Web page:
The argument count passed to the macro plus what’s in this_ptr->ht and the argument base must be equal. (Explain this.) If not the case, zend_wrong_param_count is called the glue function returns.

zend_parse_parameters

This parses out the “real” function arguments from the PHP script invocation. The first string argument appears to be an arbitrary type specification as yet not understood ("rzsl").

Also, zval versions of the arguments, at least for passed in objects, are got for use in other situations. It appears that to pass deeper a vas_ctx_t or vas_id_t, you must use these.

ZEND_FETCH_RESOURCE

This macro is used to fill out/get an actual VAS object like vas_ctx_t from z zval version thereof. However, the resulting object is still wrapped in a PHP wrapper. For each type of these, there is a corresponding structure definition, but the VAS animal in question is referred to by a field bearing its name (ctx, id, etc.).

ZVAL_IS_NULL

Zend macro.

Validate that one of these zval animals isn’t nil.

SPE_SET_VAS_ERR

Sets the global VAS error value to the return, almost always of the actual VAS function, so that PHP can report it back.

SPE_CONS_RETURN_VALUE

In the case where an object was created by the underlying VAS API, a pointer to it gets recorded as a raw data object in a wrapped up object with a special type—the one spoken of in the paragraph on ZEND_FETCH_RESOURCE.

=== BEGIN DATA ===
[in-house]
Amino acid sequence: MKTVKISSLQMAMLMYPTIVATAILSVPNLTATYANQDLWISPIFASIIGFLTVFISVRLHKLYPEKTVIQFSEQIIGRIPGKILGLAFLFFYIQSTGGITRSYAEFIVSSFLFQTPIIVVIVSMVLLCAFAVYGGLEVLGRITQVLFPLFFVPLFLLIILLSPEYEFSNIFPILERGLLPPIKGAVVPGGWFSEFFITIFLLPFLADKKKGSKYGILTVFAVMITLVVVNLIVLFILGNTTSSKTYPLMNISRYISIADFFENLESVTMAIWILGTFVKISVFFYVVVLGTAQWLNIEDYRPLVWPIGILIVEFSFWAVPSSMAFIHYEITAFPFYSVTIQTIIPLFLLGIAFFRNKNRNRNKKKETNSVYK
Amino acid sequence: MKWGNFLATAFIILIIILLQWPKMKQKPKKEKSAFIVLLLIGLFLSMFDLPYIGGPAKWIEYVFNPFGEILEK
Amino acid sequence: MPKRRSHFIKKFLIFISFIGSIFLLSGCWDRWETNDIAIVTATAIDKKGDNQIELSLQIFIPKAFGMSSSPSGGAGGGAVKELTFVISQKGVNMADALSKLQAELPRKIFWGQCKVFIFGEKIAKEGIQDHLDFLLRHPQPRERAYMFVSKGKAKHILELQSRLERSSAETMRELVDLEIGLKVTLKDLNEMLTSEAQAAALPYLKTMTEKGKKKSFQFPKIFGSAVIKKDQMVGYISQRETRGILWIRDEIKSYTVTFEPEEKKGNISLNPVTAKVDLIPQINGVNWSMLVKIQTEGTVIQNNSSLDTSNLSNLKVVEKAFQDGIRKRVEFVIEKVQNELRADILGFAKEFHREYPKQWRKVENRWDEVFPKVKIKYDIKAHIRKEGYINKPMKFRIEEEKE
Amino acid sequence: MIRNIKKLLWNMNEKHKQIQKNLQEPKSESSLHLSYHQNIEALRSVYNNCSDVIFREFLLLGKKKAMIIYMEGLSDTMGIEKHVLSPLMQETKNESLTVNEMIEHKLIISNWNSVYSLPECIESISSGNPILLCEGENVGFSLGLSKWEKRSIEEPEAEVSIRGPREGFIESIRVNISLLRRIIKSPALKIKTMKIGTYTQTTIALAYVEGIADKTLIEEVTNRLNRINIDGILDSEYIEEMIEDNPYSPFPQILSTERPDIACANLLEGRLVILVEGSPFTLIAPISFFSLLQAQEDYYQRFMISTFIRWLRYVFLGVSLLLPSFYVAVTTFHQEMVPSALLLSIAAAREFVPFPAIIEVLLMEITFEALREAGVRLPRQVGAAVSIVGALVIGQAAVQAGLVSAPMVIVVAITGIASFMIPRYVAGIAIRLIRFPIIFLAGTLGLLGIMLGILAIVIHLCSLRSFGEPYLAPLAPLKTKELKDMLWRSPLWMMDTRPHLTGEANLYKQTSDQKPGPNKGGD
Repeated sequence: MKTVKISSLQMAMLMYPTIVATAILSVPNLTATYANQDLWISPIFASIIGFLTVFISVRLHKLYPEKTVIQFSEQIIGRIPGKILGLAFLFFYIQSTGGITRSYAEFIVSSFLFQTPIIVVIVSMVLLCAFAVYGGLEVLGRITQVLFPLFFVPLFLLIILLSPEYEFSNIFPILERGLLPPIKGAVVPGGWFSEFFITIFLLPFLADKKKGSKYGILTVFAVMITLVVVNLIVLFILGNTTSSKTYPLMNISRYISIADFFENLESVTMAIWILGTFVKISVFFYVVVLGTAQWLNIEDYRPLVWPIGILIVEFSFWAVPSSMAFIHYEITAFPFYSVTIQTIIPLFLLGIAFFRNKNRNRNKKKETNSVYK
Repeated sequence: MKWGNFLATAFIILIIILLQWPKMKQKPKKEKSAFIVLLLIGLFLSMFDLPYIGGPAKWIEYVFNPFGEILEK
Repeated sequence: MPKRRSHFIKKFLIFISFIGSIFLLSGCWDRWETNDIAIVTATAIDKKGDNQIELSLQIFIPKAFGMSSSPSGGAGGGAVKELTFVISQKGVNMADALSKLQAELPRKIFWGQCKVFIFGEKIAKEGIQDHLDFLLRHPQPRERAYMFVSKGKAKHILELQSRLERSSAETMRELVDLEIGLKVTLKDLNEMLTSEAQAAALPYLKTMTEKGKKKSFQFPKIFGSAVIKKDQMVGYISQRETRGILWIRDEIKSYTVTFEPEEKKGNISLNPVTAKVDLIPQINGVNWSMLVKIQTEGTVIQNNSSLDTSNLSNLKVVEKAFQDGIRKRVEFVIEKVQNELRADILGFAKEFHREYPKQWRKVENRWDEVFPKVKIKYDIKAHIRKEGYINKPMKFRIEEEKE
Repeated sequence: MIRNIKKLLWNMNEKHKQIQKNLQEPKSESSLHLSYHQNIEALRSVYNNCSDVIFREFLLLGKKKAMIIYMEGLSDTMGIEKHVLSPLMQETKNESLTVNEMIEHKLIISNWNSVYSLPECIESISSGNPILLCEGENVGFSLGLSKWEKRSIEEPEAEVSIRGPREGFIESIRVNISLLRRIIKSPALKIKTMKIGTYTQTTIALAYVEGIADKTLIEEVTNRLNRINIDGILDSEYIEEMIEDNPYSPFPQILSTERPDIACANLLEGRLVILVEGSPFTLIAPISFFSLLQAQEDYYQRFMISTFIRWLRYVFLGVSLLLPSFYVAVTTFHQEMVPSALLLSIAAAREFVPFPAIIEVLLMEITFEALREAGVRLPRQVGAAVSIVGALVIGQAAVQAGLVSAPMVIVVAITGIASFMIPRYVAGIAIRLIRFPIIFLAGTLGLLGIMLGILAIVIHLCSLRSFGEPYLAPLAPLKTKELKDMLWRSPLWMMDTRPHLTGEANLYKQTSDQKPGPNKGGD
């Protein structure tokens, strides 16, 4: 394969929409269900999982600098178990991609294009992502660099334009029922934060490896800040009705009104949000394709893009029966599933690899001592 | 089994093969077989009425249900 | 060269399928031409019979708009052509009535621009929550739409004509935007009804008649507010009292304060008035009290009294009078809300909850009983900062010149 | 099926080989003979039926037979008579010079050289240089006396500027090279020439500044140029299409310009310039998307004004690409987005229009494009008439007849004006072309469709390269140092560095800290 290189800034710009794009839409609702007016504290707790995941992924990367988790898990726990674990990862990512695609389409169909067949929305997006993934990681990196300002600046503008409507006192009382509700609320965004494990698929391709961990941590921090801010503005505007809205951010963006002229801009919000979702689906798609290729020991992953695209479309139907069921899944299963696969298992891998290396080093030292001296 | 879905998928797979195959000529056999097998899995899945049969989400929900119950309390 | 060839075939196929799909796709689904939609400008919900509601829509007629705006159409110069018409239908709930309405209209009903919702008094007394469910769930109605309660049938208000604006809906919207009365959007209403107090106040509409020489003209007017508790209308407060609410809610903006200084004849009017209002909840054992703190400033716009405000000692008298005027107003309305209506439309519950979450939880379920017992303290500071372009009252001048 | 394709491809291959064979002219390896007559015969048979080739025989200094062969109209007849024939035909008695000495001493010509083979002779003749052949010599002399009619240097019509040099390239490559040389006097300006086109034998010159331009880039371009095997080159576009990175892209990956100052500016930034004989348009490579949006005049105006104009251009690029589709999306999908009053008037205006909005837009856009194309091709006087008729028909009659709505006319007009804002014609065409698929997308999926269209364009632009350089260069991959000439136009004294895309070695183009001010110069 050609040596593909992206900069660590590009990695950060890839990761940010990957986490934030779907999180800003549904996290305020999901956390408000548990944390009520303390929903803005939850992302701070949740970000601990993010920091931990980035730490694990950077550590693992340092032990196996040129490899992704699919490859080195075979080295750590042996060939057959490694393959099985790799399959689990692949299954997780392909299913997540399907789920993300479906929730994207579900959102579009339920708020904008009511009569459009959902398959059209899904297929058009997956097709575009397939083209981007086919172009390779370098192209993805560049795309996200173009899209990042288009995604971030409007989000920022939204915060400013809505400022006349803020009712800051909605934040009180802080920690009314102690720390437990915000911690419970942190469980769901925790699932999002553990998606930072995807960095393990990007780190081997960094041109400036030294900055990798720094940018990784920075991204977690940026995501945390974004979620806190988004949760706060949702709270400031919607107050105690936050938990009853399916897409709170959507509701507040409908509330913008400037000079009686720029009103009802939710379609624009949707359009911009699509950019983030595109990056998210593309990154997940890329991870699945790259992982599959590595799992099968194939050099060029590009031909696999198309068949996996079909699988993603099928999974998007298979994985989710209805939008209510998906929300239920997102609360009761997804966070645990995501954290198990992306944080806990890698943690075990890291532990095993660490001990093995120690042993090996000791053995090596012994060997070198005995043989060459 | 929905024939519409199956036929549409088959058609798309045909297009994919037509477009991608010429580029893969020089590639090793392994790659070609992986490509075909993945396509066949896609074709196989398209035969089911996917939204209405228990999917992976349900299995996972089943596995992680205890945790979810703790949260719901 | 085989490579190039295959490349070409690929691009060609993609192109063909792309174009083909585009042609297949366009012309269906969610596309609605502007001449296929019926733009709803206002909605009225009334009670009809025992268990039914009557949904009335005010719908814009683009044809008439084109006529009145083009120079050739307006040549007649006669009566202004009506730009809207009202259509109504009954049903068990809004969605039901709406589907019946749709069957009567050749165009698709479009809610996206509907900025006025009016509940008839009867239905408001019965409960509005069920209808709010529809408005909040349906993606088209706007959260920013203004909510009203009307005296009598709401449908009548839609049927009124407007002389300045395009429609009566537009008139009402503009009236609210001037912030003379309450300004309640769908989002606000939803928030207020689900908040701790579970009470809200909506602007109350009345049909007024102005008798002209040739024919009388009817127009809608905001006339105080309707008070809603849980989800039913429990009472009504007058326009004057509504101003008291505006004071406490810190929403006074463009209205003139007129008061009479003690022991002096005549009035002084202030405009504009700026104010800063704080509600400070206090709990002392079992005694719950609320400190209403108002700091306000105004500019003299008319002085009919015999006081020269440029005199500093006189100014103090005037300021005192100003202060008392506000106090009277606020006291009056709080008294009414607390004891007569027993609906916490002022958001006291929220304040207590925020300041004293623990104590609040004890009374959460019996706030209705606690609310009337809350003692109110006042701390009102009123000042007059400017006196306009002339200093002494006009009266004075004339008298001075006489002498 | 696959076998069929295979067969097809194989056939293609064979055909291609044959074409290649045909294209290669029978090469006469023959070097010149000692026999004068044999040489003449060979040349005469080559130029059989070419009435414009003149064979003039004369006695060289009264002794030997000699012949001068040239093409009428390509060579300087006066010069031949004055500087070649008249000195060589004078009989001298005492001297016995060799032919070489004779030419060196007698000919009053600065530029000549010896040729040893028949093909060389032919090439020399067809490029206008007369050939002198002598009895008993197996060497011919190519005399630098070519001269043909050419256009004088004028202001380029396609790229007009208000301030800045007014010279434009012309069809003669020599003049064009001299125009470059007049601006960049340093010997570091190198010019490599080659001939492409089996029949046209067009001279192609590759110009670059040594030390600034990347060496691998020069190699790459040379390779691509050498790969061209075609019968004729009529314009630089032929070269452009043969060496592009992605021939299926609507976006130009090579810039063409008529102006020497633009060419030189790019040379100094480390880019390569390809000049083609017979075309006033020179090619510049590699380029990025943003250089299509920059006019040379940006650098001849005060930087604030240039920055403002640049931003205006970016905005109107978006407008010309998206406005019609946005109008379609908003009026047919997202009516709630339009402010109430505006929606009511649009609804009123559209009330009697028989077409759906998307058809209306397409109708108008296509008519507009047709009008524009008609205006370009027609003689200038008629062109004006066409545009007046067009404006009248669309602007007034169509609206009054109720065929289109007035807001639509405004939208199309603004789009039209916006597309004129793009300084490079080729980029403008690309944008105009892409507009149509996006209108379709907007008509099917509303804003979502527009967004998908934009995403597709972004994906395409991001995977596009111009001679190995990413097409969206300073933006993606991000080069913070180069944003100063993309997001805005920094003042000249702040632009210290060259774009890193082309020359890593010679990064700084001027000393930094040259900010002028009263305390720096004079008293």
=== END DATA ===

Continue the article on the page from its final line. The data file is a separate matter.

When it has created the object, this macro (or, rather, another it calls) uses ZEND_REGISTER_RESOURCE to register the resource, which is pretty much just a call to zend_register_resource.

RETVAL_STRING

Zend macro.

This macro is used in place of SPE_CONS_RETURN_VALUE when the object being returned is merely a string (that will later be cleaned by a call to free). This macro makes a call to ZVAL_STRING which duplicates the string object, recording it in a zval structure for strings. The calling code, in this case the glue code in vas_user_get_sid, disposes of the string passed back from the VAS API as soon as RETVAL_STRING is finished making its own copy, a decided inefficiency.

RETURN_NULL

Zend macro.

Otherwise, there’s an error and we set the return value type to zip and blow out. The VAS error occurring has already been registered by SPE_SET_VAS_ERR for communication to the PHP script above which calls vas_err_get_code as in:

	if( vas_err_get_code( $ctx ) != VAS_ERR_SUCCESS )
	{
	   print_php_vas_error( $ctx );
	   exit( 1 );
	}

...so it’s not communicated quite the way you might expect. Note importantly that these bindings return (in PHP) complex objects as their “return value”, rather than errors. See sample PHP code from RC php-vas project (or look for and click on “php-vas” at RC website).


Sample code: vas_user_init...

First, the glue function as coded...